Perfect Draft: 8th in a 10-Team ESPN Standard League
Being on the latter end of a 10-team draft is a desirable spot for me because despite missing out on a top-tier RB, you can get an elite WR or solid RB, plus another choice guy in just four picks. The turn also allows you to play off the drafters in the nine and 10-hole, using their strategies to bolster your roster along the way.
Editor's Note: Click here to see all our Perfect Draft series entries.
In this article, I will walk through a perfect draft from the eighth slot in a 10-team ESPN Standard league. Each pick was optimized using projections and value-based rankings from the 4for4 Draft Analyzer tool.
Draft Analyzer Settings
- Roster Settings: 1QB, 2RB, 3WR, 1TE, 1 Flex (RB/WR/TE), 1K, 1DST, six bench spots.
- No QBs until the seventh round: In a single-quarterback league, I don't think about drafting a signal-caller any earlier than the seventh round, unless someone like Russell Wilson or Tom Brady happens to fall. With such a deep QB pool this season, it’s more advantageous to grab positional players early as those points are tough to make up later in the draft.
- No TEs before the fifth round: The fifth round is usually the soonest I’d consider a TE, and that’s only if one of the second-tier guys is sitting there. Rob Gronkowski, Travis Kelce, and Zach Ertz should all be gone. From the eighth spot, I prefer to load up on players in positions of higher demand and grab a TE much later in the draft. However, if I’m pleased with my first four RBs or WRs, and I see Greg Olsen or Jimmy Graham are available, I may grab them, as long as their potential point output is greater than the top WR or RB still on the board.
- No Kicker or D/ST until the last two rounds: I let my league mates jump the gun for the top-rated D/ST, and grab plenty of depth in those later rounds. Kickers do matter, but should not be taken ahead of your handcuffs and possible streamers.
Both Melvin Gordon and Saquon Barkley were under heavy consideration, but I chose Hopkins due to this fantasy league’s standard format. Since Gordon, Barkley, Dalvin Cook and Leonard Fournette are all within one projected fantasy point of each other, I should get similar value with my next pick.
Hopkins is estimated to score 13 points above the next ranked WR, Julio Jones, and boasts a VBD or value based draft score of +54, to Jones’ +42. Value based draft (VBD) refers to the value of a player compared to the worst starter at that position. With a healthy Deshaun Watson back under center, Hopkins should ball this season.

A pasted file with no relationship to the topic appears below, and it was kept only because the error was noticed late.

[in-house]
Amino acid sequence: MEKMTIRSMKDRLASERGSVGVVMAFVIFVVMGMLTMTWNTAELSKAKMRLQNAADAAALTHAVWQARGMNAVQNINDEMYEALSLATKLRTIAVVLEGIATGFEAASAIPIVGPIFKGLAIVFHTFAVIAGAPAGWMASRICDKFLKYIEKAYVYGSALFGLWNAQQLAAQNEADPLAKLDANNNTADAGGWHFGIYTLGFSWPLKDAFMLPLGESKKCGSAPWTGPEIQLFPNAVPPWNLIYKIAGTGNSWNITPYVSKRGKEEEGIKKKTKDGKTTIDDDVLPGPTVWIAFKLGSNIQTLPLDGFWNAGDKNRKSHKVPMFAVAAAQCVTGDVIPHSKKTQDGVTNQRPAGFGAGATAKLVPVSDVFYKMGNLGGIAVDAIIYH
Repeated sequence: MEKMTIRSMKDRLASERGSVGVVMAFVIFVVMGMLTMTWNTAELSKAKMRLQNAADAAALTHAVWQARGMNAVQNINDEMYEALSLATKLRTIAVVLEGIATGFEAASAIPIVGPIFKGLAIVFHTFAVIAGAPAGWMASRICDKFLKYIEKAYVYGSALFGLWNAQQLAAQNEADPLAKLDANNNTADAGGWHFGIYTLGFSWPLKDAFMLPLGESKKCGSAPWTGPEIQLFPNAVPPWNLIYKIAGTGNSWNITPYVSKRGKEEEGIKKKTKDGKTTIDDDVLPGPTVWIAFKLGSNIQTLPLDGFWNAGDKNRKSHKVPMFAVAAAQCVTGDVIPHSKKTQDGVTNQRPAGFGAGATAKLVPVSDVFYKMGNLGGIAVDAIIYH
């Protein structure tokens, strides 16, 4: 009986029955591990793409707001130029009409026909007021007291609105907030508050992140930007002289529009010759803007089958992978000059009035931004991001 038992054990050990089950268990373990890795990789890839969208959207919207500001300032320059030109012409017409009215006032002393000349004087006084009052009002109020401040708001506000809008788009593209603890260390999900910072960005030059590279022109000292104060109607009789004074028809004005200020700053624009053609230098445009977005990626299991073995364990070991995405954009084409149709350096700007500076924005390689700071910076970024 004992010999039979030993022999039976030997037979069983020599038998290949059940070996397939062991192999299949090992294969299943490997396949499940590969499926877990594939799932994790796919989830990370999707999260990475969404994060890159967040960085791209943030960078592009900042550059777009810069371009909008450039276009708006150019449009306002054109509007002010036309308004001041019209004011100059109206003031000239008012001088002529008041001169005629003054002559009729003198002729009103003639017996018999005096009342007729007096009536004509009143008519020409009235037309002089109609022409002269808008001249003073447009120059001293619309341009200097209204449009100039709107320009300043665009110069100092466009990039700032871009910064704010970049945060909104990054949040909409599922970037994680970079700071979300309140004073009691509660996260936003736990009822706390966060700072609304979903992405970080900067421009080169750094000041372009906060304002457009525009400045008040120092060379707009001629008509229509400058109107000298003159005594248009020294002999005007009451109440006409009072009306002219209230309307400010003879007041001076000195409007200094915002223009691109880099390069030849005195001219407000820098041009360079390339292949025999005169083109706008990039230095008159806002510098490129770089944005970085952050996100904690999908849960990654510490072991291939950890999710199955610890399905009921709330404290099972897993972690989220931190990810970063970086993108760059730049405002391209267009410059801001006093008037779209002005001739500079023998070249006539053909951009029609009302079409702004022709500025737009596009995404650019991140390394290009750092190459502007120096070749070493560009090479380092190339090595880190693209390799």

Considering I almost drafted him with my first pick, I’m thrilled to see Gordon here in the second round. Now that he’s put together two consecutive seasons among the top eight in standard fantasy points for RBs, and was fourth in total touches last season, he’s a bit safer for me than Cook. I’m happy with his value as the ninth RB off the draft board.
Since it’s a 10-team league, I go into the third round pretty open in strategy, as it’s too early to really see a pattern in my league mates’ roster constructions. Six of the seven teams in front of me drafted RBs with their first selection, so it will be interesting to see how these next 14 picks unfold.
There are some tempting WRs still on the board here, but I chose McKinnon due to his value and potential from this draft spot. The 49ers RB is projected to score 179 points with a VBD of +36, which is significantly higher than T.Y. Hilton or Adam Thielen, whose estimated point totals are 155 and 154, with VBDs of +16 and +15, respectively. McKinnon is the workhorse in a young and exciting offense, and I want a part of it.
Fairly confident that one of my targeted WRs will still be on the board after the next four players, I look a bit ahead to the fifth-round and have a small glimmer of hope that somehow Ertz will fall to me there. A gal can dream, right?
This pick in some way came down to the health of Diggs versus the health of Andrew Luck, and I’m choosing to believe that Luck’s shoulder is no longer hamburger meat. Hilton managed to muster up a WR5 campaign in 2017, racking up close to 1,000 receiving yards and four scores with Jacoby Brissett throwing the rock, and gets a fresh start in 2018 with a new coaching staff and a healthy QB. As the clear No. 1 WR in Indy’s offense, I like his value here in the fourth.
The next round is fluid for me in terms of targeted players, depending on how the picks before me pan out. I don’t have my heart set on anyone in particular since it’s still too early to notice a definitive pattern in the other teams’ strategies. Sometimes having no plan is the best plan, let’s hope it pays off.
Continue reading to see how the rest of Jen's roster shakes out and to see which picks she deemed to be the best and worst values of the draft, as well as any final takeaways that may help you on draft day...
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